He returned not as Hayden, but Haydos. Feet a yard out of the crease, battleaxe at the ready, bottom sticking out, chest puffed up, a mound of muscle between breastbone and neck, covering his stumps like a sightscreen on tree trunks
 

England had Steve Harmison, Andrew Flintoff, Simon Jones and Matthew Hoggard, and for four Tests Hayden had the horrors. In the fifth Test he played an innings most curious. He edged and groped and miscued and scratched at imaginary scuff marks and edged some more. Australia needed desperately to win. But Hayden went off twice for bad light and was outscored by Justin Langer and draped 138 runs over three murk-affected days. And when the Test was over, the Ashes lost, the selectors let him stay in the team.

The hundreds resumed, at the same rate as before, built on the same method too: one giant step forward, then one brutal swing. He made half the textbook look obsolete. Back-foot play? Why bother, mate? The bowlers once more had a happy malleability about them. The trends of the time seemed to suit him: helmets, dead pitches, few quicks, fewer swingers. The old West Indian awesome foursome was by now a clueless threesome. Dillons, Drakeses, Collinses, Lawsons, Blignauts, Ervines, Mahwires, Agarkars, Nehras and Zoysas abounded. Hayden hundreds abounded, as well.

And then, three months ago, he encountered a bowler named Zaheer. Another named Ishant. Then Southee and Steyn and Ntini. And when critics now ask him what has changed in three months, it is possible he still thinks: "Only your mind."

He never did play an innings like Bill Lawry's at the Battle of the Ridge in 1961. When we think of audacious openers, we picture Gavaskar perplexing irate West Indians under his skull cap and sunhat, Gooch clipping bouncers off his moustache, Hanif swaying and blocking for 16 hours while most others quailed, Trumper whistling up centuries before lunch on uncovered English mudheaps.

It is safer perhaps not to put Hayden a rung above them. Safer simply to note that he has given us rich entertainment and hit many hundreds. To entertain and make hundreds in hard situations against great fast bowlers, you need to see those bowlers off sometimes. You need to know when to hammer, when to leave. Or else you get peanuts.

Christian Ryan is a writer based in Melbourne

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Posted by TheDoctor394 on (December 28, 2008, 21:10 GMT)

Despite not being an Australian fan, I have followed Matthew Hayden's career right from the start - quite literally, actually. I was one of the few hundred who saw Hayden's Sheffield Shield debut at the Gabba in 1991, where he scored a century, playing like he'd been doing it from birth. Taking opposition into account is certainly an understandable thing to do when weighing up a player's quality, but surely a man who is averaging more than 50 in 100+ Tests must be seen as great? He never faced Australian bowling, no, but Viv Richard never faced the fearsome West Indian bowlers of the seventies and eighties either. Does that mean Richards was not a great? Try telling that to all the bowlers who were pulverised by him. Maybe, at times, I rely too much on statistics, but I remain convinced that they don't lie in this case. Matthew Hayden is Australia's greatest ever opener, and one of the greatest of all.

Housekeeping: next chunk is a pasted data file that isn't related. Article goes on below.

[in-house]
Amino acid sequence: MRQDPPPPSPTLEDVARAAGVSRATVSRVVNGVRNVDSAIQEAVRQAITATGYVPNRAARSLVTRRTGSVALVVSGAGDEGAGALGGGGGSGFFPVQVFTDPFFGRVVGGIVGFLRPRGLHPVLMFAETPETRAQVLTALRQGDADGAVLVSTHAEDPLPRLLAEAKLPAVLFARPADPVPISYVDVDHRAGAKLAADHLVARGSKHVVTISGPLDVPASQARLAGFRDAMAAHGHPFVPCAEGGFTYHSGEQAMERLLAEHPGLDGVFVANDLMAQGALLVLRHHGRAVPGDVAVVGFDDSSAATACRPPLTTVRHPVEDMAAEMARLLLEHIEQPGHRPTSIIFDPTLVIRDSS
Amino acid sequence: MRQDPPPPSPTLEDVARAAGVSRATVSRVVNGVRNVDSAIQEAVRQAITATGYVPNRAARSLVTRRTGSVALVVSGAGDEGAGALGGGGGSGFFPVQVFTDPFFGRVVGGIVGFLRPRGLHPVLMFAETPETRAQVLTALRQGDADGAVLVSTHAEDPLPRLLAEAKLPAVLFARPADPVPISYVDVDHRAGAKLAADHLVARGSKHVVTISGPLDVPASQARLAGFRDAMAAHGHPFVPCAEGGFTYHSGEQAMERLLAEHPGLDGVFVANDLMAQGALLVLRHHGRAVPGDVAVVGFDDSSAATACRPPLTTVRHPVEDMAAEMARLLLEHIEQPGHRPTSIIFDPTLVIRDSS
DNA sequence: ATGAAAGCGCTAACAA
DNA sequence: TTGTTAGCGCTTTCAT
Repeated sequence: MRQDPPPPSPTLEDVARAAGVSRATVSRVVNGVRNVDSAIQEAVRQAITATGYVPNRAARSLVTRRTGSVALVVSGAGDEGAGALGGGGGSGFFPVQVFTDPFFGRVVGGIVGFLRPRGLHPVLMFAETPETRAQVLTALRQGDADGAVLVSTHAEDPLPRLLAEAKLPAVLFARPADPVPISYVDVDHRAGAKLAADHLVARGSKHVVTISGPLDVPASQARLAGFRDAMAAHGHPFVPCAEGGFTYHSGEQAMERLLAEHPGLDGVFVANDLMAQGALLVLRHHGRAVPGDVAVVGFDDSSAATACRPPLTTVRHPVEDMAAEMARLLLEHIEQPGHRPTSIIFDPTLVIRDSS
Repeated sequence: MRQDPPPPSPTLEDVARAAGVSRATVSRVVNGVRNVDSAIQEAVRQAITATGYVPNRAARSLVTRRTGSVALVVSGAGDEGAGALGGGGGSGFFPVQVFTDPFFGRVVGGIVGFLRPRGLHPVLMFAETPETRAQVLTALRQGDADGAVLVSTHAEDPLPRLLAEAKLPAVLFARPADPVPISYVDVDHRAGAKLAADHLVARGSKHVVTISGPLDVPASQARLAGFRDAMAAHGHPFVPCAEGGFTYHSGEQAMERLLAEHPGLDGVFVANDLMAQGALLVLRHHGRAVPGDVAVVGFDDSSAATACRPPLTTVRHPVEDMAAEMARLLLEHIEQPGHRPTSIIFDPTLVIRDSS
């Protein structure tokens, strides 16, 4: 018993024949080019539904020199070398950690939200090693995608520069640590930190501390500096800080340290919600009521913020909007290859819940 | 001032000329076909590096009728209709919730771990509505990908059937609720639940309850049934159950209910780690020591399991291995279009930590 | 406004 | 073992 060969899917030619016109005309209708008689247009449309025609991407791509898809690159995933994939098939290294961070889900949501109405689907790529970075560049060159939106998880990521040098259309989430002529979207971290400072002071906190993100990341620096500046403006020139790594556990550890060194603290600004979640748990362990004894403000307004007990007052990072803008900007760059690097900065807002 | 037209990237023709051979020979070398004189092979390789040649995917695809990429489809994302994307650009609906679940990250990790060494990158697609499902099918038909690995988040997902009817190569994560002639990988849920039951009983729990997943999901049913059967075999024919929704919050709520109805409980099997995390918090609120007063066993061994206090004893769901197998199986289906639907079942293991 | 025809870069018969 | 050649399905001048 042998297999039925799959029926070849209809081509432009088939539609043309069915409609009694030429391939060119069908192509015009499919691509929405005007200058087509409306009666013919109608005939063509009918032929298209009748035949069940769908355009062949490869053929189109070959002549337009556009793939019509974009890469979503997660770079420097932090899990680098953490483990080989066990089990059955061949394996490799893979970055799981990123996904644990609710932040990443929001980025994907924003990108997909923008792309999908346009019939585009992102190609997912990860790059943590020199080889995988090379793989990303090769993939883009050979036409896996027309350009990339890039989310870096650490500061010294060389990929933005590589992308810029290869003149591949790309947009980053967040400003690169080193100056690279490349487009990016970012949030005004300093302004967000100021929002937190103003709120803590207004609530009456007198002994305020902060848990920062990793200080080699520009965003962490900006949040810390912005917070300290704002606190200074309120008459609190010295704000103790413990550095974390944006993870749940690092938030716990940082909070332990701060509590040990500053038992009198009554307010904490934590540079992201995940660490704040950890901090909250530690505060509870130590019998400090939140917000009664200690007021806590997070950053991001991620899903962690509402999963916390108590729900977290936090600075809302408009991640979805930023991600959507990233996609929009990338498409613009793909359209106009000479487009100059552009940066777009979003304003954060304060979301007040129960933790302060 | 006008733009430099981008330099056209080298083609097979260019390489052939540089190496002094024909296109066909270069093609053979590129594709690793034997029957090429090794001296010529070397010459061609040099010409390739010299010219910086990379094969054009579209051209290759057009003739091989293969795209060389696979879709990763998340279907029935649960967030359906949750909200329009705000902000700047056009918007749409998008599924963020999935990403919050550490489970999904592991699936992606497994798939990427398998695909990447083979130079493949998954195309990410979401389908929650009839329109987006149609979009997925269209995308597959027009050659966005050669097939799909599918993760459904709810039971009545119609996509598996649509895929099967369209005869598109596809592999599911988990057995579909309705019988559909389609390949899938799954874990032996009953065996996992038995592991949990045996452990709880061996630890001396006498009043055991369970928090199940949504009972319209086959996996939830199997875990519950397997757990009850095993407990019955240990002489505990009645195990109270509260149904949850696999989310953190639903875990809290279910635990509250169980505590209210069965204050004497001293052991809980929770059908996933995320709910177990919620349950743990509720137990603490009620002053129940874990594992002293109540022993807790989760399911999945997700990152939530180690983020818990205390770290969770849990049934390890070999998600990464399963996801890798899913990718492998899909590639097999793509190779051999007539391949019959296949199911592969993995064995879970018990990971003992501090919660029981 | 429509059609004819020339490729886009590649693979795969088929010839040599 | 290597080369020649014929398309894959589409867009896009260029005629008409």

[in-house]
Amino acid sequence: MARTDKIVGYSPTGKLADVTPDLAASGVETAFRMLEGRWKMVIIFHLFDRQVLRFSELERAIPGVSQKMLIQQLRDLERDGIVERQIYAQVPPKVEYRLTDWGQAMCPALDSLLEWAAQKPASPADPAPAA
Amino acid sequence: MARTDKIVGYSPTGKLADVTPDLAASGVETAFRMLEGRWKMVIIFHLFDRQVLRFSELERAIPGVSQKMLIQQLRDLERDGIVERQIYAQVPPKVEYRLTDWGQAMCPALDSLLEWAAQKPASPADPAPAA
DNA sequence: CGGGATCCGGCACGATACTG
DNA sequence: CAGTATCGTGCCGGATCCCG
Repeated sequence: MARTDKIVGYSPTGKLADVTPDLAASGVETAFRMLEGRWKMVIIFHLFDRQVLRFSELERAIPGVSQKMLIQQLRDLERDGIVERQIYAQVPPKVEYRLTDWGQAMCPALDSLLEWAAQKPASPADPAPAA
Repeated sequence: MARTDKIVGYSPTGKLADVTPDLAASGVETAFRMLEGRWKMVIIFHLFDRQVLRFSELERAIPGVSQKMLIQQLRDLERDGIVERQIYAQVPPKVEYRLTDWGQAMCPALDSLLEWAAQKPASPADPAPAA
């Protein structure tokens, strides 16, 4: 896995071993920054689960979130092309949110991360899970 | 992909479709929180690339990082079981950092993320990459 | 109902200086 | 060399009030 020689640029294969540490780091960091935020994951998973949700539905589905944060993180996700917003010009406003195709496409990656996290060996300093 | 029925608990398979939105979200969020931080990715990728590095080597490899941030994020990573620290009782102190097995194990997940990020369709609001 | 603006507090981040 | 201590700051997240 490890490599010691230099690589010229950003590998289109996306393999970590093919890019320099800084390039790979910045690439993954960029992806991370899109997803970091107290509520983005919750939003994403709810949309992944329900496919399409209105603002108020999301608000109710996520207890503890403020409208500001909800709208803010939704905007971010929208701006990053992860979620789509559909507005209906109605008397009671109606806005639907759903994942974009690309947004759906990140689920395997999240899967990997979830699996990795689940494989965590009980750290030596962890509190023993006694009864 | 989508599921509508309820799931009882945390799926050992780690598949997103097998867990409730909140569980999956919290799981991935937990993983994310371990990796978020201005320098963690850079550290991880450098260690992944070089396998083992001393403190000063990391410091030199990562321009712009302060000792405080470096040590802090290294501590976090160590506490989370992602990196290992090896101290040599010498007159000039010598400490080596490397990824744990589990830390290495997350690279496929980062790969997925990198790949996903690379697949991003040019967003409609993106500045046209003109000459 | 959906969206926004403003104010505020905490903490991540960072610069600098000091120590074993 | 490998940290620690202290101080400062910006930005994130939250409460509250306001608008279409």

Posted by uknsaunders on (December 28, 2008, 14:31 GMT)

Agree with the author in one significant respect. Hayden made his name bullying poor attacks. His 375 was made on a flat perth track against zimbarbwe, which was hardly his fault. At the beginning of his career and later in 2005 onwards he was found out. I watched 2005 ashes and it was almost embarrassing he was still playing at the oval such was the mess england had made of his technique. Indeed had Jones been fit, his career might have finished in 2005, such was the fortunate nature of that painful hundred. So, yes he was a good cricketer but he benefit from flat tracks and a magnificent bowling unit in his side. He's not in the greats - they played at their best in adversity.

Posted by mumfoda on (December 28, 2008, 10:33 GMT)

Not a very convincing piece Christian It is easy to look back over the career of any great player and highlight his failures and belittle his achievements to come up with an argument to suggest that he is overated. Not so easy to score 30 test hundreds....in any era! The FACT is that Hayden has performed very well as an opener against most attacks in most conditions over the past seven years and deserves to be regarded as one of the best openers of the modern era.

Posted by futurecaptainofindia on (December 28, 2008, 9:27 GMT)